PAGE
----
2. [quote name='BCullis' timestamp='1338157810' post='4943819'] A good server/client setup doesn't trust the client as far as it can throw them. Clients should send input and render visuals/audio. Server should be authoritative for everything else. [/quote] I see the value in this but doesnt that put alot of load on the server? [quote name='BCullis' timestamp='1338157810' post='4943819'] Basically, the client should tell the server "player clicked on this object while at its current location", and the server will be able to determine "that's standing in front of a control lever, so now they've opened the bay doors, which I will update the game state with and notify all my clients and AI/physics routines". [/quote] So 3d mesh collisions are handled server side? I can understand not being able to trust the client with saying what direction it was facing cause then you end up with CS snap shooting shenannigans, but this seems a little odd to be completely server side. Could you elaborate on the physics portion of this? As a side note once i get a firm understanding of all of this i plan to post a conceptual template of where each piece of behavior takes place and the general structure/routine of these engines.
  3. [quote name='BCullis' timestamp='1338155640' post='4943811'] Graphics(shaders, cameras, animation (which can overlap with physic...) ) Physics Input Networking AI Content/resource management (level loading, scenegraphs, segment-culling or segment-pausing, etc) [/quote] This is more along the lines of what im looking for, thank you. [quote name='BCullis' timestamp='1338155640' post='4943811'] So what would you like more specific information on? [/quote] As far as multiplayer games are concerned, i know some of these functions are offloaded from the client and placed on the server. I know its a balancing act of just how much do you place on the server, but any guidelines would be helpful. This is what i know so far: Client Side- User Input, Graphics, Physics, Resource management, and of course some aspects of networking. Server side is a little more enigmatic, aside from managing connections, what does the server handle? I imagine AI, keeping track of locations, and informing clients of what they can see? Thank you both for your help thus far.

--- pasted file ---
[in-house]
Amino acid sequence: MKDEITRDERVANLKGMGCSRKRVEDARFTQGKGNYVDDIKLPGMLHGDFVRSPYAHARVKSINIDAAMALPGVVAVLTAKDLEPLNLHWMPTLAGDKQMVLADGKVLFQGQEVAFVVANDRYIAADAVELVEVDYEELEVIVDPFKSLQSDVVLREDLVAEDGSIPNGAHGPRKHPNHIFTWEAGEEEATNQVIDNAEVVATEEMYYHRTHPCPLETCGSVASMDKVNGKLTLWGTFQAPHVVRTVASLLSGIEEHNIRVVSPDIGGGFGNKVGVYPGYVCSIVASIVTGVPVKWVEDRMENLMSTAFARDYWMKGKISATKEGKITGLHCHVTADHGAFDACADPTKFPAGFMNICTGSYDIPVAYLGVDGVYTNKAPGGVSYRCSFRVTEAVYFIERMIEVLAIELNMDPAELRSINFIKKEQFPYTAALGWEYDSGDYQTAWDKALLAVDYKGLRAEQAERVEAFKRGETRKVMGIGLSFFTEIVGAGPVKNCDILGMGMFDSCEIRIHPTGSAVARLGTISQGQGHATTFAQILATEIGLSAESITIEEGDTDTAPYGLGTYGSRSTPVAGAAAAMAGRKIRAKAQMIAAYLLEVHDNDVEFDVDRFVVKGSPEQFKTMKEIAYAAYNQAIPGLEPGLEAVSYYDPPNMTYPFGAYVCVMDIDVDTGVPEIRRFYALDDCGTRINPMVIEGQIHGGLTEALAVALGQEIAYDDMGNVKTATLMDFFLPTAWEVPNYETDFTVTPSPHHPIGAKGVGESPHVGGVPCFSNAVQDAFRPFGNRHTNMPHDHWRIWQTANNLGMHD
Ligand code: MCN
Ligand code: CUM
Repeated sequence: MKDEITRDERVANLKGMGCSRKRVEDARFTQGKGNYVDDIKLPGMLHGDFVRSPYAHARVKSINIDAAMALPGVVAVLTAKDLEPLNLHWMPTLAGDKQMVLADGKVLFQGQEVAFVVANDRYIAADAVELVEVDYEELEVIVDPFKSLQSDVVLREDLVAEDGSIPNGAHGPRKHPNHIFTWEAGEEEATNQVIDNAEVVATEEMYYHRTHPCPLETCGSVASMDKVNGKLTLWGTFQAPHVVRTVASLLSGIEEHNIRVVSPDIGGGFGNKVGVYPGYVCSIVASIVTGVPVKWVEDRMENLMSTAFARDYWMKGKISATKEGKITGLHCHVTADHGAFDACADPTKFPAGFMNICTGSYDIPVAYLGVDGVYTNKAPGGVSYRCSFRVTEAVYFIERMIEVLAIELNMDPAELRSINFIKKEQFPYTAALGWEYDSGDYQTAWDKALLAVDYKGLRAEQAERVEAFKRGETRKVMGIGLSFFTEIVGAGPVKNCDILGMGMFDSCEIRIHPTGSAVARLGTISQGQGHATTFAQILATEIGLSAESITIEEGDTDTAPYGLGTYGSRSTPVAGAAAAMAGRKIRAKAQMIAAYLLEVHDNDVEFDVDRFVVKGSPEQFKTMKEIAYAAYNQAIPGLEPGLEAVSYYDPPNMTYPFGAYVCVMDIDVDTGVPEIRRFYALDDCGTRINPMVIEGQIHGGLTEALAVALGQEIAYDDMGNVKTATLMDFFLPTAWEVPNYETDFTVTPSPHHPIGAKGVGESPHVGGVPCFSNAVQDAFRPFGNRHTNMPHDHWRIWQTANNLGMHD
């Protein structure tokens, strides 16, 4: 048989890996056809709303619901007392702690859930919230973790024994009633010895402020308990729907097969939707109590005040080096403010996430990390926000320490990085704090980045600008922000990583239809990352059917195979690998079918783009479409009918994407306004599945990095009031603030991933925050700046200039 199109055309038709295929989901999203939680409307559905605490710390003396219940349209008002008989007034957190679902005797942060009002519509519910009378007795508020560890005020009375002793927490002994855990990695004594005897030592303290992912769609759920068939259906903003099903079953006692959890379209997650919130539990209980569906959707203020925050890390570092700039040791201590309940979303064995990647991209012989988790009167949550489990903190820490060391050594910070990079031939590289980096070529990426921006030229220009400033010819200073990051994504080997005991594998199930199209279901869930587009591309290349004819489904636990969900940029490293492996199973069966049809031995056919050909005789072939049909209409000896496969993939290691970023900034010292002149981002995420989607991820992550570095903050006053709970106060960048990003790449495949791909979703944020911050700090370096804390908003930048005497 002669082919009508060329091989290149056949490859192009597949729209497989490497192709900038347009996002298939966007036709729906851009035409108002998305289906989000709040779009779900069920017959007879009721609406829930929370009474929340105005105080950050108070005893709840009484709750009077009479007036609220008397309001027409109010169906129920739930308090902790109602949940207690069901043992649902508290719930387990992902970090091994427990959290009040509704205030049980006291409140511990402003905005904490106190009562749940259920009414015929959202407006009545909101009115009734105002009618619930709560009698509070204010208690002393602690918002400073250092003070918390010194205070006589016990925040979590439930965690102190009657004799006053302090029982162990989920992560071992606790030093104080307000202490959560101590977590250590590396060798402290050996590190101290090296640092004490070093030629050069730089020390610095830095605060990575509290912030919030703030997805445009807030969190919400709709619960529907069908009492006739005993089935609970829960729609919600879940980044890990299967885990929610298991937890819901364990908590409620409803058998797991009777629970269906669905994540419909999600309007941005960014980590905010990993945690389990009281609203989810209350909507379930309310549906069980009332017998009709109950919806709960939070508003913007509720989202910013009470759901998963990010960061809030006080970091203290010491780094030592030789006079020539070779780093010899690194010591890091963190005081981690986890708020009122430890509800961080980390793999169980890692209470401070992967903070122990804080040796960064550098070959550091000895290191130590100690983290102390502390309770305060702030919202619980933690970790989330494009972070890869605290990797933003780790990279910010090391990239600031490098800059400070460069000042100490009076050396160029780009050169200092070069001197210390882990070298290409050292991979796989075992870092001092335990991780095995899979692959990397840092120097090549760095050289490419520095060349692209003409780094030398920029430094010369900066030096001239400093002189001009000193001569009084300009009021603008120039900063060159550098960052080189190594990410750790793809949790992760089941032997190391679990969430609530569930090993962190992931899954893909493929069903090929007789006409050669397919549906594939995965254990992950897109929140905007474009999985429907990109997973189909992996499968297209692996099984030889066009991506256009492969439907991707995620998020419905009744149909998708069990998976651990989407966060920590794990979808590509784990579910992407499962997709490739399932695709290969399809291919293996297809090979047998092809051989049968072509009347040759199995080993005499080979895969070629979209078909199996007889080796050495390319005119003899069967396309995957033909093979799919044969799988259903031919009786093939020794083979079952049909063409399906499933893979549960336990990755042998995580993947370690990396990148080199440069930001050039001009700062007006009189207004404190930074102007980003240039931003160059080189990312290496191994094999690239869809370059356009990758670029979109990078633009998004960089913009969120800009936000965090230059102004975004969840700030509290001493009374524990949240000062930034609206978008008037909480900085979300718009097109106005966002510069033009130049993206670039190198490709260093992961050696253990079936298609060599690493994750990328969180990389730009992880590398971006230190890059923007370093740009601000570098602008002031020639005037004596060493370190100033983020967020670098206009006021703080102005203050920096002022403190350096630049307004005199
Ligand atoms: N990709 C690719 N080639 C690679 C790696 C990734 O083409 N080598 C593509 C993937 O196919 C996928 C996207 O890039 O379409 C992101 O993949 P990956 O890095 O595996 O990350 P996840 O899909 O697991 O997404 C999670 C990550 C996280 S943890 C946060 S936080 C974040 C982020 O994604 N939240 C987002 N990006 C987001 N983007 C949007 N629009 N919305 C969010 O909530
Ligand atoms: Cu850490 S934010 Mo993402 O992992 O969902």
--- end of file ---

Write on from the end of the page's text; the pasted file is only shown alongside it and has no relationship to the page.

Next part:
4. I am a computer science major, and very familiar with C#. The idea here is to create an engine from scratch. Im just not sure where to begin. I have XNA and OpenTK which are great to keep from reinventing the boilerplate but as far as how to structure an engine has proven a bit enigmatic. Thanks for your help so far.
  5. Ive been combing the forums and havnt found much generic help on the subject, mostly just highly specific topics, so here I am. I am beginning a Multiplayer First Person Shooter in C#. If anyone could give an outline of what the major parts of such an engine are, what aspects of functionality are handled by which part, and if possible a skeleton of such an engine would be greatly appreciated. Please keep replies as verbose as possible, post such as "just use XNA" are not inherently helpful. Please describe how to leverage XNA. This post will likely help others in the future. Thank you in advance for your help.